11 of the Best Free Sheet Music Sites

11 of the Best Free Sheet Music Sites

11 of the best free sheet music sites for music teachers

11 of the Best Sheet Music Sites

This post was updated 8 September 2016

 

If you’re a music teacher on a tight budget it can be difficult to find the money to purchase sheet music for the myriad of music ensembles, instrumental and vocal students you may have at your school.  

It’s good to know that these days there are literally hundreds of websites that offer free sheet music and a large percentage (not ALL) of the titles are also copyright-free so you can arrange, transpose or transform the original to your heart’s content.  I’ve listed a few sites below, but if you’d like to find more, just search Google for “free sheet music”.

 

1. International Music Score Library Project

The IMSLP (Petrucci Music Library) website houses a collection of public domain scores and Creative Commons licensed scores from a range of composers.  There are more than 110,400 works by more than 14,400 composers and the site also includes some MP3 recordings of performances that are available to download.

2. Mutopia

A collection of classical sheet music in the public domain.  Their collection of modern editions and arrangements is also growing.  All the music on Mutopia has been typeset using Lilypond notation software and the Lilypond files are freely available, alongside the PDF version of the score.

3. The Gutenberg Sheet Music Project

The Gutenberg Sheet Music Project was a sister project of the electronic book-sharing site Project Gutenberg from approximately 2001-2006.  Although it is no longer active, there is still an accessible collection of completed scores on the site.

4. Choral Music Public Domain

Founded in 1998, the Choral Music Public Domain site focuses on sharing free choral and vocal scores as well as texts, translations and other useful information.  There are currently more than 3600 choral and vocal works by at least 2754 composers.

5. Band Music PDF Library

Described as a collection of “music from the Golden Age of the American town band”, the Band Music PDF Library includes marches, waltzes, rags, theater music, solo works and more.

6. Sheet Music Fox

An advert-heavy site that has public domain music as well as links to other sites containing copyrighted music (available for purchase).

7. Free Scores

Like some of the other sites listed above, this one contains a variety of public domain scores and also scores from current composers.  Check the licence page for details of how each piece can be used.

8. EZ Folk

Folk songbooks from the late 1800’s and early 1900’s printed in their entirety for ukulele, guitar, banjo and harmonica.  The site also includes “how to play” tutorials and courses.

9. 8-Notes

8Notes.com offers original arrangements of free public domain songs and instrumental pieces.  The sheet music is provided in a GIF format (lower quality image format).  You can pay $20 to subscribe for a year which gives you access to the PDF versions of scores and removes the ads from the site.  They also have a useful riffs/licks section if you just want to know the basic main riff of a pop song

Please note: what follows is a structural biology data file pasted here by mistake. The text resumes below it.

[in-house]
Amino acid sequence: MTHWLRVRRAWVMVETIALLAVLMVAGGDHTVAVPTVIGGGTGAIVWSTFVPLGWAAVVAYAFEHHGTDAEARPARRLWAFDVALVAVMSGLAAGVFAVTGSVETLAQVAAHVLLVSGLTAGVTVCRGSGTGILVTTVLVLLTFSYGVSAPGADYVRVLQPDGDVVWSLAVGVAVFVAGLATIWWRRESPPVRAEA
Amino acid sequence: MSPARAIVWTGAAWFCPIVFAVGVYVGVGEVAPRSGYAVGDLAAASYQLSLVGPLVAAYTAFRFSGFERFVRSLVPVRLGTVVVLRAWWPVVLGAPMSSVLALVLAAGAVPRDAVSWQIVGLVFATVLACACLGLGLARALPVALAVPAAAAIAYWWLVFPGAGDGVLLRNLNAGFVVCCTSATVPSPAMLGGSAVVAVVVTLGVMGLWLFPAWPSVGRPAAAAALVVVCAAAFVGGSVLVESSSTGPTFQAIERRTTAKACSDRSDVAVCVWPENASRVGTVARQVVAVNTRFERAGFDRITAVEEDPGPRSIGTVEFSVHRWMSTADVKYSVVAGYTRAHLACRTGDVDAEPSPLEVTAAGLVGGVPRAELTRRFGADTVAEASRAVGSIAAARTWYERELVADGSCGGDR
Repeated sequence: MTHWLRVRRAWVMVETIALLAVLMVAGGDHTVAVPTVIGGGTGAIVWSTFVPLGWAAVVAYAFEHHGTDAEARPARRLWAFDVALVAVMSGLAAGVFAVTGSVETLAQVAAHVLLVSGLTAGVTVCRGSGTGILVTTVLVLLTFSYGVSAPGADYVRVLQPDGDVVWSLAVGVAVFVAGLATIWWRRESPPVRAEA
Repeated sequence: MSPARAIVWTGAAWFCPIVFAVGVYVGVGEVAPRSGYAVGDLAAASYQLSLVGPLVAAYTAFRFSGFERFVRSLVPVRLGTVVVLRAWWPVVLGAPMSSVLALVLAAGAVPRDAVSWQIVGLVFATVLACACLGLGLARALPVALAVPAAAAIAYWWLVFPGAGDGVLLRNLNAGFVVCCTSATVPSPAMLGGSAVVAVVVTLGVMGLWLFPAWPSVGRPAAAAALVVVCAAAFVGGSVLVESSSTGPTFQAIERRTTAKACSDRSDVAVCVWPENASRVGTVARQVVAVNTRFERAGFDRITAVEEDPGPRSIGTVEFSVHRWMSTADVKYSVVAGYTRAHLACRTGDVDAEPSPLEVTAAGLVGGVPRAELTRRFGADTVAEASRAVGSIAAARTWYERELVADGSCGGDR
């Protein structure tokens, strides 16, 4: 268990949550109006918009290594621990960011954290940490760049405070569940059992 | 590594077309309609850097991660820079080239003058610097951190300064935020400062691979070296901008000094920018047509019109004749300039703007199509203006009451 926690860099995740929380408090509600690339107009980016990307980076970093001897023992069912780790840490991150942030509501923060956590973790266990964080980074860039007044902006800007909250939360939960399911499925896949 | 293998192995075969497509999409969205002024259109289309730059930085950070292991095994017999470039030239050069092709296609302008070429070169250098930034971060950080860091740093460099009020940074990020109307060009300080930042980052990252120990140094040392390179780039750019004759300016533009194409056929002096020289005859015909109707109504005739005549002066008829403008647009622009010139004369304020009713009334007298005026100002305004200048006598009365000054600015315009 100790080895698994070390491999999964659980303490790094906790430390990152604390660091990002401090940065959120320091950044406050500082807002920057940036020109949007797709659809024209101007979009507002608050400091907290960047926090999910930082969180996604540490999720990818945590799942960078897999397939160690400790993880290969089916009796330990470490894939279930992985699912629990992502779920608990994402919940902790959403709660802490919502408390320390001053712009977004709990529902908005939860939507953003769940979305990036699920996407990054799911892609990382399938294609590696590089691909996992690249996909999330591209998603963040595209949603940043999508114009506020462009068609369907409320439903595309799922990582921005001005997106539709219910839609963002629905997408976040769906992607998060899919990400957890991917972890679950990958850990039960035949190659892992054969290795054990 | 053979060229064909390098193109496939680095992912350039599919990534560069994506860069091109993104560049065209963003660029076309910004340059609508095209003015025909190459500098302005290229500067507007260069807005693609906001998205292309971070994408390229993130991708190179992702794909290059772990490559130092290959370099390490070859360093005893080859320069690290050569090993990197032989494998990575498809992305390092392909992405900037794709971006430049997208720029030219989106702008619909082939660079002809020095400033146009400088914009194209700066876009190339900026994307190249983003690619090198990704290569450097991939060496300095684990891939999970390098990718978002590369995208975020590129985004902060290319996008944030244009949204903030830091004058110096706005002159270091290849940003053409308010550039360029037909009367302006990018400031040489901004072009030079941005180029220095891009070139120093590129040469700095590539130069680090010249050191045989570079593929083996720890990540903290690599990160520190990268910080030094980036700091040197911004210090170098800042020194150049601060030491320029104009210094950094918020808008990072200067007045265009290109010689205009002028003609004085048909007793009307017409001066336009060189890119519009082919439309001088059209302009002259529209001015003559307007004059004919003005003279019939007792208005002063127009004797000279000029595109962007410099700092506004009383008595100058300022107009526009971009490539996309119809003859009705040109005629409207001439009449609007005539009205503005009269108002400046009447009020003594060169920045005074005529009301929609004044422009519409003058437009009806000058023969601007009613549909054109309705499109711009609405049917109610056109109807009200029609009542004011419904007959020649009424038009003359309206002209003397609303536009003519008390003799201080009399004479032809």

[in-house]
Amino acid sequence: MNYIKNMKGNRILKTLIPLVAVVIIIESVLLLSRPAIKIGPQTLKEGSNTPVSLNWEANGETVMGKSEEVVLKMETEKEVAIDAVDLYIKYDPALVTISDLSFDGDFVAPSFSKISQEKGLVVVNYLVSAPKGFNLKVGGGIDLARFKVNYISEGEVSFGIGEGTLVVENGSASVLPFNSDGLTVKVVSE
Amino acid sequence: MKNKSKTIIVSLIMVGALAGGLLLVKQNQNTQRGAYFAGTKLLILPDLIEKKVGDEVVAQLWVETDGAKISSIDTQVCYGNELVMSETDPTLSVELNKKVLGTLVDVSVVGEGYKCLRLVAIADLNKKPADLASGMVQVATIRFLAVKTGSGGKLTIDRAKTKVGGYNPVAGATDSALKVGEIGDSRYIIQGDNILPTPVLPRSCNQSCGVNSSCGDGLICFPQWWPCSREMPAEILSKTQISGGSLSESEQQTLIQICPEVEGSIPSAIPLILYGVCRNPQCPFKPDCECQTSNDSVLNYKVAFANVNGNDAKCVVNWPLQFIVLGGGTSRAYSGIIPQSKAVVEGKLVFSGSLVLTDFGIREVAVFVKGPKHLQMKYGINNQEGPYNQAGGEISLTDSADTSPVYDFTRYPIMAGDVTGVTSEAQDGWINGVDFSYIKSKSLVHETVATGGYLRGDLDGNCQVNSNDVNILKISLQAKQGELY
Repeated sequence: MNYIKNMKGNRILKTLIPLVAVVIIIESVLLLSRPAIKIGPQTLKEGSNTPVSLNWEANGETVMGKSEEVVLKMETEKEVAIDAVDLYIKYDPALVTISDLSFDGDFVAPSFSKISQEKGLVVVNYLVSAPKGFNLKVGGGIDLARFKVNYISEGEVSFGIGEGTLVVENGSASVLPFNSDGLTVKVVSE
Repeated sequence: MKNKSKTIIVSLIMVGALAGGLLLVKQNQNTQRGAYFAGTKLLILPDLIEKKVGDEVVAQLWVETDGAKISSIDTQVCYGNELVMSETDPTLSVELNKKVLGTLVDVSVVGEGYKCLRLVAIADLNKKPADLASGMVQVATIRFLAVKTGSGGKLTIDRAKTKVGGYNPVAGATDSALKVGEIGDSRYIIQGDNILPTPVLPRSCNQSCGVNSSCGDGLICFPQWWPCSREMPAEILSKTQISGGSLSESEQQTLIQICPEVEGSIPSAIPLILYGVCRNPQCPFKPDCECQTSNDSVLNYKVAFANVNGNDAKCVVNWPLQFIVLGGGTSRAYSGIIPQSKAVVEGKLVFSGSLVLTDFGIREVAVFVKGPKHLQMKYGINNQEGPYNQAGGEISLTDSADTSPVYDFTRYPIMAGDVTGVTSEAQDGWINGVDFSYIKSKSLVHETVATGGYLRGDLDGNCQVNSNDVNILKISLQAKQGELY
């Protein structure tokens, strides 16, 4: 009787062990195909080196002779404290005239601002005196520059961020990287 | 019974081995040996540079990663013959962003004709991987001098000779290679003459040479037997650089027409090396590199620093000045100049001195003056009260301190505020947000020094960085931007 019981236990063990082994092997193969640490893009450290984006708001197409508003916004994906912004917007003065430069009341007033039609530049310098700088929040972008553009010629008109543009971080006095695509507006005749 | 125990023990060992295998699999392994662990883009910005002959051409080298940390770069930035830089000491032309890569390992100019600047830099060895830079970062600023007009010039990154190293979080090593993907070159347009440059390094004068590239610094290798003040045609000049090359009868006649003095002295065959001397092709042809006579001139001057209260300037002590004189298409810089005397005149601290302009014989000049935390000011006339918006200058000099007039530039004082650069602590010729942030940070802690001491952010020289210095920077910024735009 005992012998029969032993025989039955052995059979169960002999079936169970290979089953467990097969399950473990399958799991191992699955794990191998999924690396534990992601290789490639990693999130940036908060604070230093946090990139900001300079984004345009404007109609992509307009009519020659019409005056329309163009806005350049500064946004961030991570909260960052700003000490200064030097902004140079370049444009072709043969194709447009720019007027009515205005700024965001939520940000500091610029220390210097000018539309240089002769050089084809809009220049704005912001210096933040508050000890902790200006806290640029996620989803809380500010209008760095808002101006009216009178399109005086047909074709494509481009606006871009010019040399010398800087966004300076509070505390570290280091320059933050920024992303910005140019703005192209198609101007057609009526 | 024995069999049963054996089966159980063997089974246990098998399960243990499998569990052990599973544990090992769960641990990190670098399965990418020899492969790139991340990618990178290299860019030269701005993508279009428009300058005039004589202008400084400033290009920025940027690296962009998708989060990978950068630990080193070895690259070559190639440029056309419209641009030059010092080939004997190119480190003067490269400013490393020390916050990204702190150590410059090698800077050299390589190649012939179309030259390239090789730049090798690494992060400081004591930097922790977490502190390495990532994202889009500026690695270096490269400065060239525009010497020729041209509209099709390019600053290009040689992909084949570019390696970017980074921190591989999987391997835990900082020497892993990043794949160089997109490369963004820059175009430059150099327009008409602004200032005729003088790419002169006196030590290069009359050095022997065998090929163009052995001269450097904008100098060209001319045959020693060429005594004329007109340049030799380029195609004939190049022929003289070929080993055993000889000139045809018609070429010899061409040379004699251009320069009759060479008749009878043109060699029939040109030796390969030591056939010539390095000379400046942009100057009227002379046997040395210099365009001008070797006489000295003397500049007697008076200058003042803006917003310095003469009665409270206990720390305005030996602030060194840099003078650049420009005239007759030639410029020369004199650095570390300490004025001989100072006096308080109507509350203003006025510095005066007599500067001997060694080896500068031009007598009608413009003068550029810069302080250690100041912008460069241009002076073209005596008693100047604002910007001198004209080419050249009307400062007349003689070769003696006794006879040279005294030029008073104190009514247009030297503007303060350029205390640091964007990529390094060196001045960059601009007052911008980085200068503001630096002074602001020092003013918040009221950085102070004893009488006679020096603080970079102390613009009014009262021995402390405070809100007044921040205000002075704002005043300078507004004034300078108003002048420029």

10. Mus Open

Mus Open is a non-profit focused on increasing access to music by creating free resources and educational materials. The site has a collection of recordings, sheet music, and textbooks.

11. Public Domain Sherpa

Although the sites above offer free sheet music it’s wise to be aware that not all titles are completely copyright-free.  Public Domain Sherpa offers a run-down of many sheet music sites (including ones not listed here) and lets you know whether the music may be subject to copyright restrictions.

Download a copy of this article

Would you like to take a copy of this with you? Click on the download button below and we’ll send a copy straight to your email inbox. You’ll also receive weekly music tech tips and news (if you don’t already). You can unsubscribe at any time.

Click here to download

By | 2017-02-23T15:19:40+00:00 November 15th, 2009|Music Tech Tips, Music Technology Resources|17 Comments

About the Author:

I love to simplify technology for music teachers. I help teachers from all around the world through the Midnight Music Community – an online professional development community where teachers can take online courses, ask questions and receive personalised help for the music tech goals.

17 Comments

  1. Maria Lj November 15, 2009 at 9:56 pm - Reply

    “Free” doesn’t always mean music is in public domain or without copyright…

    On SibeliusMusic.com, “free” usually means that a visitor can print out a score without first paying for the copy of the music! But most of the scores by self-publishers or small publishers of contemporary composers are copyrighted editions, just like common printed sheet music bought from any music store. So it is not free to distribute, arrange or transform, unless you get the publisher’s and the composer’s permission. Transposing directly online before printing is ok, though, when that option is set by the publisher.

    BTW, the search function on SibeliusMusic has been dysfunctional for months, so if they haven’t fixed it yet (any day now, it is said), it’s better to google for “sibeliusmusic” + your search terms, to get a relevant result!

    • katiesw1 November 16, 2009 at 1:04 pm - Reply